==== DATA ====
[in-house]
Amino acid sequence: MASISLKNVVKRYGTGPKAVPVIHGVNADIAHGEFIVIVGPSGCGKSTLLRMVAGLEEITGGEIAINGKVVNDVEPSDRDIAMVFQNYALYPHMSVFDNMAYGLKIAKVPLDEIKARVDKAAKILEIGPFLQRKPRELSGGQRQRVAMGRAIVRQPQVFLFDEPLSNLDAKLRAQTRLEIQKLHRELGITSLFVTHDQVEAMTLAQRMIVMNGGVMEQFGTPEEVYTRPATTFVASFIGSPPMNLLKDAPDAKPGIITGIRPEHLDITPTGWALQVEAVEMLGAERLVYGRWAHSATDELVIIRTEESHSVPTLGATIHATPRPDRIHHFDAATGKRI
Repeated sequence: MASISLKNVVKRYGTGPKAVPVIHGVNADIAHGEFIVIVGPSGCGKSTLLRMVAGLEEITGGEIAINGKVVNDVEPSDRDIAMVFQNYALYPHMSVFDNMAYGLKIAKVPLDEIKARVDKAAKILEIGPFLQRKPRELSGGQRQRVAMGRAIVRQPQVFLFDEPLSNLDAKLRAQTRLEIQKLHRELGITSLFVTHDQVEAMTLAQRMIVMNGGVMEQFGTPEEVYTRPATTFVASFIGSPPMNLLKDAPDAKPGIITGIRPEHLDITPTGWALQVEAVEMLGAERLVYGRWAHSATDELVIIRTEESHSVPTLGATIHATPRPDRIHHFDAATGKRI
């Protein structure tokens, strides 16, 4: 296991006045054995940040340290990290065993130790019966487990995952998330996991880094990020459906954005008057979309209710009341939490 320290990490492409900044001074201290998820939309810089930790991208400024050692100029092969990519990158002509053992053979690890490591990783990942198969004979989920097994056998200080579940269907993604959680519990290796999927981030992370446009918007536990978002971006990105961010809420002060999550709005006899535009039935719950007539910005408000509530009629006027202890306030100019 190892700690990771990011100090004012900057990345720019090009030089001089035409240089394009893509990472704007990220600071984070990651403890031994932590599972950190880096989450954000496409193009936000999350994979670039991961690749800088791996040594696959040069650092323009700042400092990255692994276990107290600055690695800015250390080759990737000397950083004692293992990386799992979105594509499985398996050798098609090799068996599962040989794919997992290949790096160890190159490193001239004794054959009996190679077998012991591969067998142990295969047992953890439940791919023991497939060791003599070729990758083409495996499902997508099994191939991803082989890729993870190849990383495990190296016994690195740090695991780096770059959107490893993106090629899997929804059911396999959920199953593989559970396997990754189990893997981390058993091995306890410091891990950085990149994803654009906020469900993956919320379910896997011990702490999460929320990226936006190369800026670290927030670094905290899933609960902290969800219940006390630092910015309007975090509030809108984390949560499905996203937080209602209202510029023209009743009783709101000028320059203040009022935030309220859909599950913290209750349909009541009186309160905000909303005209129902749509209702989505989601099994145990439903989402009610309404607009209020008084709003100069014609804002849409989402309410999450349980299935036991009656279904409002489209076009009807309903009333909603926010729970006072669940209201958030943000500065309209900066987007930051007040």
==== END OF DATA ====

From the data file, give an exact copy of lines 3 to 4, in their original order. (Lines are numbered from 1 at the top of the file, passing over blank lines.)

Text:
Repeated sequence: MASISLKNVVKRYGTGPKAVPVIHGVNADIAHGEFIVIVGPSGCGKSTLLRMVAGLEEITGGEIAINGKVVNDVEPSDRDIAMVFQNYALYPHMSVFDNMAYGLKIAKVPLDEIKARVDKAAKILEIGPFLQRKPRELSGGQRQRVAMGRAIVRQPQVFLFDEPLSNLDAKLRAQTRLEIQKLHRELGITSLFVTHDQVEAMTLAQRMIVMNGGVMEQFGTPEEVYTRPATTFVASFIGSPPMNLLKDAPDAKPGIITGIRPEHLDITPTGWALQVEAVEMLGAERLVYGRWAHSATDELVIIRTEESHSVPTLGATIHATPRPDRIHHFDAATGKRI
């Protein structure tokens, strides 16, 4: 296991006045054995940040340290990290065993130790019966487990995952998330996991880094990020459906954005008057979309209710009341939490 320290990490492409900044001074201290998820939309810089930790991208400024050692100029092969990519990158002509053992053979690890490591990783990942198969004979989920097994056998200080579940269907993604959680519990290796999927981030992370446009918007536990978002971006990105961010809420002060999550709005006899535009039935719950007539910005408000509530009629006027202890306030100019 190892700690990771990011100090004012900057990345720019090009030089001089035409240089394009893509990472704007990220600071984070990651403890031994932590599972950190880096989450954000496409193009936000999350994979670039991961690749800088791996040594696959040069650092323009700042400092990255692994276990107290600055690695800015250390080759990737000397950083004692293992990386799992979105594509499985398996050798098609090799068996599962040989794919997992290949790096160890190159490193001239004794054959009996190679077998012991591969067998142990295969047992953890439940791919023991497939060791003599070729990758083409495996499902997508099994191939991803082989890729993870190849990383495990190296016994690195740090695991780096770059959107490893993106090629899997929804059911396999959920199953593989559970396997990754189990893997981390058993091995306890410091891990950085990149994803654009906020469900993956919320379910896997011990702490999460929320990226936006190369800026670290927030670094905290899933609960902290969800219940006390630092910015309007975090509030809108984390949560499905996203937080209602209202510029023209009743009783709101000028320059203040009022935030309220859909599950913290209750349909009541009186309160905000909303005209129902749509209702989505989601099994145990439903989402009610309404607009209020008084709003100069014609804002849409989402309410999450349980299935036991009656279904409002489209076009009807309903009333909603926010729970006072669940209201958030943000500065309209900066987007930051007040």